And from a feminist perspective, Sailor Moon is quite admirable. Despite being from the ’90s, a time when superheroes and cartoon heroes were nearly all men, Sailor Moon features an almost entirely female cast of girls with dynamic stories and personalities. And if that wasn’t great enough, there are multiple LGBTQ+ characters.

But, how can we forget our main character, Usagi Tsukino herself? As far as superheroes go, she’s as relatable as they can get. She’s a whiny crybaby who spends most of her time playing video games and eating snacks (which is why she fails most of her tests), and her vices seem to take up more screentime than her virtues. As the story progresses, though, we begin to see her heart of gold and desire to always protect those who can’t protect themselves. This strong moral compass and her incredible magical power allow her to be an incredible hero that reminds the show’s audience of young girls to know that they can do anything they put their minds into. And, that they can kick ass, because that’s important too.

It’s also worth noting that Sailor Moon promotes female empowerment without stigmatizing femininity. The Sailor Soldiers, which are what our female heroes are called, have incredible superpowers and fight planet-destroying monsters while wearing cute outfits and high heels. Sailor Moon’s weaponry consists of pink wands decorated with moons and hearts. Sailor Venus’s deadliest attack is a giant heart that she summons with a kiss. Sailor Neptune’s main weapon is a magic hand mirror. They’re not powerful despite their femininity; they’re powerful because of it.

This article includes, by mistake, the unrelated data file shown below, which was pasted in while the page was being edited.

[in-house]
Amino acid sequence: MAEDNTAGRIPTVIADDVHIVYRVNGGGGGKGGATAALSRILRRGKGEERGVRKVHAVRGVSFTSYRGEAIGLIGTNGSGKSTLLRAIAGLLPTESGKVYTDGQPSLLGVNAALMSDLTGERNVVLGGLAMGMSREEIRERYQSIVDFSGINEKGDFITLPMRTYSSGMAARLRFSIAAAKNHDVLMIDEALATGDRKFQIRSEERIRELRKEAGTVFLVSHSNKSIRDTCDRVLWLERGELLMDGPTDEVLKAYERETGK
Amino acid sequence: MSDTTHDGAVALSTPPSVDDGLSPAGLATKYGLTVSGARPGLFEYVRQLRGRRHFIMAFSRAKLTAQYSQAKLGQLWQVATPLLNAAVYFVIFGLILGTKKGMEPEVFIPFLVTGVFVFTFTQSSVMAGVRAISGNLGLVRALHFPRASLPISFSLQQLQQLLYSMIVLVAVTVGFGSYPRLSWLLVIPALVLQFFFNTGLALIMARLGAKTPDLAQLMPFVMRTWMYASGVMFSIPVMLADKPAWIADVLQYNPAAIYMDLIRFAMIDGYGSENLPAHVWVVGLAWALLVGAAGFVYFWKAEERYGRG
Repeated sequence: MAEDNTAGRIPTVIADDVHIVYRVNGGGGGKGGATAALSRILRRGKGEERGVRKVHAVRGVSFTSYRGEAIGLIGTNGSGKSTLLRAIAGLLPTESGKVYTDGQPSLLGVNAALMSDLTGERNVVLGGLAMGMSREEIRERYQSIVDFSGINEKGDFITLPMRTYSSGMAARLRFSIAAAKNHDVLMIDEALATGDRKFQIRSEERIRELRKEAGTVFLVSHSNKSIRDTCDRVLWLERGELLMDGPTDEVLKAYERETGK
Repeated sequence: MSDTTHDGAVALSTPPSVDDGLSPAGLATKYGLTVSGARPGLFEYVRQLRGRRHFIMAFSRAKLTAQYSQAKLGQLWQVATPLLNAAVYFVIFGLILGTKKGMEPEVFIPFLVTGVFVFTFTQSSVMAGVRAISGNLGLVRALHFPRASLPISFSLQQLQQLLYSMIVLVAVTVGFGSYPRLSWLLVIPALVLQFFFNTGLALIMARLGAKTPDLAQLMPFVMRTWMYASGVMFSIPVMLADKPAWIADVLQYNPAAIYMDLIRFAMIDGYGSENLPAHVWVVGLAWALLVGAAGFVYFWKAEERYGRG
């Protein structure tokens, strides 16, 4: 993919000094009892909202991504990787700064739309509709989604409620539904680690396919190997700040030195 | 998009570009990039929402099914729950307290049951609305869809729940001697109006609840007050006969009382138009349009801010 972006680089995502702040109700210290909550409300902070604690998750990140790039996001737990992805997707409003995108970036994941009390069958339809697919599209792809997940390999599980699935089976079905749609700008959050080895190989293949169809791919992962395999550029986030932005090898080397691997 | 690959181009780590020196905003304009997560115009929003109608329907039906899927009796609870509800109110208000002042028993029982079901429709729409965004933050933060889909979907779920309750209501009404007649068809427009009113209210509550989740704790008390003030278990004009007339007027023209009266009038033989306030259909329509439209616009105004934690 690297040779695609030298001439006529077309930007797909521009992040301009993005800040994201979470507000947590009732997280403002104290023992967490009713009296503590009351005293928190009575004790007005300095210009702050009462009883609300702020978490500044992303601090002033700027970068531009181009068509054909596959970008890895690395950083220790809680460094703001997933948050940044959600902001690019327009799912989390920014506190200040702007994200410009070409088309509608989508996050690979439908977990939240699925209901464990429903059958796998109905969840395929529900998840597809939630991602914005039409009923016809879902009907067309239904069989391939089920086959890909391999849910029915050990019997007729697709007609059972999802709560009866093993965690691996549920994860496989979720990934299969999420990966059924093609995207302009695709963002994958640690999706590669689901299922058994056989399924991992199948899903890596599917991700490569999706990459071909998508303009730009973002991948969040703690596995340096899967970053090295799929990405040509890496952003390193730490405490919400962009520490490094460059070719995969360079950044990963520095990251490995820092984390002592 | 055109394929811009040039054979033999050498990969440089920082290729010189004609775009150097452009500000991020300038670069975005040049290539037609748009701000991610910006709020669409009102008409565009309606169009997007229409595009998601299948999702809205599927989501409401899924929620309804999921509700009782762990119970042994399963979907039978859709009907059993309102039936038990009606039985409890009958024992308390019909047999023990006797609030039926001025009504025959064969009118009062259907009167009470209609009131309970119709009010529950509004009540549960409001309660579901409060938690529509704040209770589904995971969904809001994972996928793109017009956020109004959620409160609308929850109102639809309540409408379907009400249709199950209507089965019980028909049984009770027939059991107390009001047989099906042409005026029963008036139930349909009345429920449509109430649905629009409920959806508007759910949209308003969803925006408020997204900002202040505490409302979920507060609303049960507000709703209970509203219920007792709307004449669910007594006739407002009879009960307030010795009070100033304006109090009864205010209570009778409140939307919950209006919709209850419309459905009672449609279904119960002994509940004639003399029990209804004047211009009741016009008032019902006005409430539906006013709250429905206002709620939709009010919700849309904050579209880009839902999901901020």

That’s not to say every character embodies traditional femininity, however. Sailor Uranus is a butch lesbian who’s a racecar driver and wears men’s clothing (when not transformed, of course). Sailor Jupiter is taller than most of her male peers and can beat up grown men without breaking a sweat. The cast explores the diverse range of gender identity and presentation.

If you’re interested in experiencing this incredible work, I definitely recommend both watching the anime and reading the manga. Despite technically being the same story, the two have very different storylines. As the manga is the direct work of the original author, this is Sailor Moon in its truest form, and I personally think this version has the most interesting plot (the fight scenes are also cooler and more dramatic, if that interests you).

The anime, on the other hand, is the iconic medium that impacted the world, and the character development in the anime is far better. Both are incredible, however, and anybody who’s interested in Sailor Moon should explore both. There are also video games, a live-action show, and a recently done remake anime, but those two are the quintessential forms of this magnificent work.

All in all, Pretty Soldier Sailor Moon pioneered female representation in action anime, and as the face of female-led anime, it’s the first you should turn to if you’re looking for feminism in the genre.

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Charlie Ough is a junior at CAS studying English. Aside from writing, his interests include makeup, skincare, and Mariah Carey.
Writers of the Boston University chapter of Her Campus.